The conventional narrative is that in the aftermath of the Great Financial Crisis, the economic and political elites in Europe and America are in dispute. They simply not delivered the goods, namely a rising living standard for a majority of people.
A wave of populism-nationalism is sweeping across the world. It is at once a rejection of the liberal globalism that had been drifting toward the end point of a world government and crystallization of a new national identity.
There is an alternative scenario. The rise of populism-nationalism is really two responses to the economic and financial crisis.
The first response was the UK’s referendum to leave the EU and the election of Donald Trump as the US 45th President. These were not populist-national victories. These were the center-right party in essentially two-party system embracing the at least party of the populist-nationalist agenda. UKIP did not win. In fact, shortly before the June 2015 referendum, the Conservatives unexpectedly won a majority in the House of Commons.
In the US, the Republican Party initially resisted Trump’s insurgency candidacy, but later embraced it. This is different from what the Democrats did in 1972. Then the party nominated a left-wing populist George McGovern. The elites refused to support their party’s candidate, and he went down in flames to Nixon.
Europe has a different response. The populism-nationalism there is anti-EU and anti-immigration. The level of unemployment in the eurozone is nearly twice that in the US and UK. Austerity and the influx of immigrants are being blamed on both the distant Brussels elites and the domestic elites. Le Pen wants to preserve the social safety net for French citizens but thinks Brussels is preventing it.
In no European country is the center-right embracing the populist-nationalist parties. To the contrary, they are running against them, and no coalition is possible between say the French Republicans and the National Front or between Germany’s CDU and the AfD.
The most likely scenario is that in the three scheduled elections in the EMU this year (Netherlands, France, and Germany) the populist-nationalist alternative is defeated and is not represented in government. It is not clear how much sustained influence they will have on the national dialogues.
Trump has backed away from some of his more extreme international positions, like eschewing the one-China policy, citing China as a currency manipulator on day one and reducing its commitment to the NATO. Instead of pulling out of the World Trade Organization, the US Administration appears to be looking for ways go around its rules.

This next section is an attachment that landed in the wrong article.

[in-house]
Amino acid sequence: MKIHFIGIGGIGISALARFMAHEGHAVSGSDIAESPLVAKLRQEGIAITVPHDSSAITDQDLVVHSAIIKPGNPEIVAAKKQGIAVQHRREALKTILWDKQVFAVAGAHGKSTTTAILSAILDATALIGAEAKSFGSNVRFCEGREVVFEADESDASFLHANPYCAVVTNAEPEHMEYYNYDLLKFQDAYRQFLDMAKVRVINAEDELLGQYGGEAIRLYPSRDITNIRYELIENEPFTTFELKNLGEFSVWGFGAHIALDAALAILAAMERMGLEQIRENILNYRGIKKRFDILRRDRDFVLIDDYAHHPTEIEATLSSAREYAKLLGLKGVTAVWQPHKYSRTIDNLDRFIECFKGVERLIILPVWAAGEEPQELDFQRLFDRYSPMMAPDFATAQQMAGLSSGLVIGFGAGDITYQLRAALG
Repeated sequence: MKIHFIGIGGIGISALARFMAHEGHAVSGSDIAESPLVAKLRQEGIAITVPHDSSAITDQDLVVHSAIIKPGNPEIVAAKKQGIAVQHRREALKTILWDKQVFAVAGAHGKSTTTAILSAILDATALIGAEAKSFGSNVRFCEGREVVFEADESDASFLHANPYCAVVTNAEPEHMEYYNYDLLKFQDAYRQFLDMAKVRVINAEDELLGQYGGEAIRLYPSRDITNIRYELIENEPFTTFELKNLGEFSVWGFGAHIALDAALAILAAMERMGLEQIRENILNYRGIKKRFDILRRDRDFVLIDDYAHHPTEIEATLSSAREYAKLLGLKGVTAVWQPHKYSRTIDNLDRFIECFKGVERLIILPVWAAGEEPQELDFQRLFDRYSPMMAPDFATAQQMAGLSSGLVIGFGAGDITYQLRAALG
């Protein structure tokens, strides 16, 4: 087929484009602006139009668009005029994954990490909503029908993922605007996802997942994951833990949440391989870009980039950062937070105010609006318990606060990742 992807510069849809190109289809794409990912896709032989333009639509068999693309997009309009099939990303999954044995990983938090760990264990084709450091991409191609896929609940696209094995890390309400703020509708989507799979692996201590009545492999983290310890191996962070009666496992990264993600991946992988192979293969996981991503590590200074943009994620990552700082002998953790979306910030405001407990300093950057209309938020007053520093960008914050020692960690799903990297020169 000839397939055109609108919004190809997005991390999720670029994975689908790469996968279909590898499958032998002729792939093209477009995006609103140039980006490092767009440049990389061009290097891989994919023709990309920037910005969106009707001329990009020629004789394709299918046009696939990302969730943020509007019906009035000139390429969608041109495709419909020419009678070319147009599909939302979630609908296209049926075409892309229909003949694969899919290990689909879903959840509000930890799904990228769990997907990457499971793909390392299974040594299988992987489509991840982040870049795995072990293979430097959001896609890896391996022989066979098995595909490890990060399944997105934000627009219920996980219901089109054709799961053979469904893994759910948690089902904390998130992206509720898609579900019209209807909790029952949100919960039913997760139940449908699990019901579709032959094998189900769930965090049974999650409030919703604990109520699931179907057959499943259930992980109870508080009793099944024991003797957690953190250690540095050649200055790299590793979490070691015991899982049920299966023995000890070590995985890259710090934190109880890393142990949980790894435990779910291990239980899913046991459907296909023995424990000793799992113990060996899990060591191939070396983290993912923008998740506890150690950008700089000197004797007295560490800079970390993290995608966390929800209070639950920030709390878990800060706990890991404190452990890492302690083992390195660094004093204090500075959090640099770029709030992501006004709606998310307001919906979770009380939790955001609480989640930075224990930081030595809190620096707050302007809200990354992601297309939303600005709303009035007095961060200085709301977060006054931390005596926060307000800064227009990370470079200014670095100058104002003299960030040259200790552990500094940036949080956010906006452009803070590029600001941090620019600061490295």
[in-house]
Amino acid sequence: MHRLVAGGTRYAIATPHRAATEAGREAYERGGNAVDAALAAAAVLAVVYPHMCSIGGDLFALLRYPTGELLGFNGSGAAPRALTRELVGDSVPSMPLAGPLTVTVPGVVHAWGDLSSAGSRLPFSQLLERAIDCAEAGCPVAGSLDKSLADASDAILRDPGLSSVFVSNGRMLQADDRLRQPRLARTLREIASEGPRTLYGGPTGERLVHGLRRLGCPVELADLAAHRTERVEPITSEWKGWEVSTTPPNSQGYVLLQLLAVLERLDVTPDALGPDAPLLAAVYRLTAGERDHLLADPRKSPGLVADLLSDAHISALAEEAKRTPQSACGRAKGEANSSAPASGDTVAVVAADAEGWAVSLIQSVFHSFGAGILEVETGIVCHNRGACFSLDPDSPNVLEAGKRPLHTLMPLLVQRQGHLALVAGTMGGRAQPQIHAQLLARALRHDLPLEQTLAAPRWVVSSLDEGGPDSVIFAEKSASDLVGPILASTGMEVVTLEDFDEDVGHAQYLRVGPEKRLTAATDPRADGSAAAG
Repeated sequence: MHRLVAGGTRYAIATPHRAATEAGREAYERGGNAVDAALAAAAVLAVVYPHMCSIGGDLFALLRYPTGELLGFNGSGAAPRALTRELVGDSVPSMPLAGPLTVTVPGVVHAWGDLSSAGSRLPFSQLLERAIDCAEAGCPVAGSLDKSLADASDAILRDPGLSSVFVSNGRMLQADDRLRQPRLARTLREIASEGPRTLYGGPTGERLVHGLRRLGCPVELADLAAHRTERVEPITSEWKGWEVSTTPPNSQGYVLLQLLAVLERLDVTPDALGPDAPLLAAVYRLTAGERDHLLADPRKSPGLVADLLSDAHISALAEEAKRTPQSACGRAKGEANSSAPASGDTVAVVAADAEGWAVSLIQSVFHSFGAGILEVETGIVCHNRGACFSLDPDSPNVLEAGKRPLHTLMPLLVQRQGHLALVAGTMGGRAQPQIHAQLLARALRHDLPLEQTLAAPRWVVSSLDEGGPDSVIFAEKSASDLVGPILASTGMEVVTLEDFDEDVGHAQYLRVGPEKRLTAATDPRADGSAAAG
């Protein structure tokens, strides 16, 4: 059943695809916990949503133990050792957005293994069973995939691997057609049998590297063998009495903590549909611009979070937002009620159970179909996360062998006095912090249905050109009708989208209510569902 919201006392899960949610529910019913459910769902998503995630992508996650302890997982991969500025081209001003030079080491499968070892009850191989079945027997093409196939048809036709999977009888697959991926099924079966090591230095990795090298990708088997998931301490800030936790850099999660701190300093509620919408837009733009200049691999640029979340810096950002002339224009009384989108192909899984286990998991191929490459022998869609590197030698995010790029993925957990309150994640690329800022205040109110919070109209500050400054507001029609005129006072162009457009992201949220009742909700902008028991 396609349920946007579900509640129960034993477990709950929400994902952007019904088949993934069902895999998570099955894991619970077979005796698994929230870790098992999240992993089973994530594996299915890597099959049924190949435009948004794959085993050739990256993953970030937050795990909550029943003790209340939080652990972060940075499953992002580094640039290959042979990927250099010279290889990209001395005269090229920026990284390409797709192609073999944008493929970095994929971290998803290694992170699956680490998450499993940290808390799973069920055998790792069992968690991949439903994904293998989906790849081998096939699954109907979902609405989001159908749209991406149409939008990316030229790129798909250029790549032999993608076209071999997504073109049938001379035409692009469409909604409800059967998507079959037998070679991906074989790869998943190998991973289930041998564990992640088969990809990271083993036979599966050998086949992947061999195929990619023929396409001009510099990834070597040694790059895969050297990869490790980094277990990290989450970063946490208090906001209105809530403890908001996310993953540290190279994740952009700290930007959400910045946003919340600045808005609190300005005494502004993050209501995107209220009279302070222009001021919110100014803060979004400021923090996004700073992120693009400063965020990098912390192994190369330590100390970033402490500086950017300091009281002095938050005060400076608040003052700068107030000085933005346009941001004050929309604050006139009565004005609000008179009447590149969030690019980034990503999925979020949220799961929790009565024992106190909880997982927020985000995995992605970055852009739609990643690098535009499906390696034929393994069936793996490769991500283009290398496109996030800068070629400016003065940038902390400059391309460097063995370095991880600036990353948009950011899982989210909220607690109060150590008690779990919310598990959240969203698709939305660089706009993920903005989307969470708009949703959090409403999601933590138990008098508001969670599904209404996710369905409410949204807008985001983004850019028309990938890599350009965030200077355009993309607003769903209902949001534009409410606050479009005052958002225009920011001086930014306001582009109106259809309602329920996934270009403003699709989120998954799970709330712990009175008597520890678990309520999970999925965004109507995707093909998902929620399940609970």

Now that the confirmation hearings are over, and the senior economic team is largely in place, examples of talking the dollar down are few and far between. Treasury Secretary Mnuchin is likely to be warned by many of his counterparts at the G20 meeting of finance ministers and central bankers in mid-March to avoid violating the arms agreement in the foreign exchange market: do not seek export advantage by talking the currency down, or making the dollar an object or target of policy.
It may also have to be explained that a strong dollar does not refer to any specific level. It does not mean that it is difficult to counterfeit, as former Treasury Secretary Jack Snow once suggested. It means that the US won’t use the dollar as a trade weapon or as a way to reduce its debt burden.
The dollar was at the center of Bretton Woods’ currency arrangement. It has also been the main reserve asset, one side of more than 90% of foreign exchange trades, and the currency that many commodities are priced and traded in the floating exchange rate era.
There are two broad scenarios that can change this. The first is a clear, viable, and compelling alternative. It does not exist today. Some had thought the euro could be it. It is not. The euro is the second most important currency on various metrics, but in many, like use as reserve assets, or turnover in the foreign exchange market, the dollar is more than twice as large. Some talk as if the Chinese yuan can rival the dollar. Perhaps one day, but it is not just years but decades off.
The second way the dollar can be dethroned is if the political and economic elite abdicate. The American First and the transactional/mercenary thrust does speak to the US pulling back from the sprawling reaches of the projection of its power. However, like the 1920s and 1930s that the new American First harkens back to, it is is more about unilateralism than isolationism.
The US under President Trump is changing its leadership style, but the liberal order is resilient, in good part because ultimately it is in the US (and many others’) interest. The trade-off may be the domestic issues become less liberal. The price of holding off the populist-nationalists in Europe also seems to be a shift to the right on domestic issues. The dollar remains numeraire.
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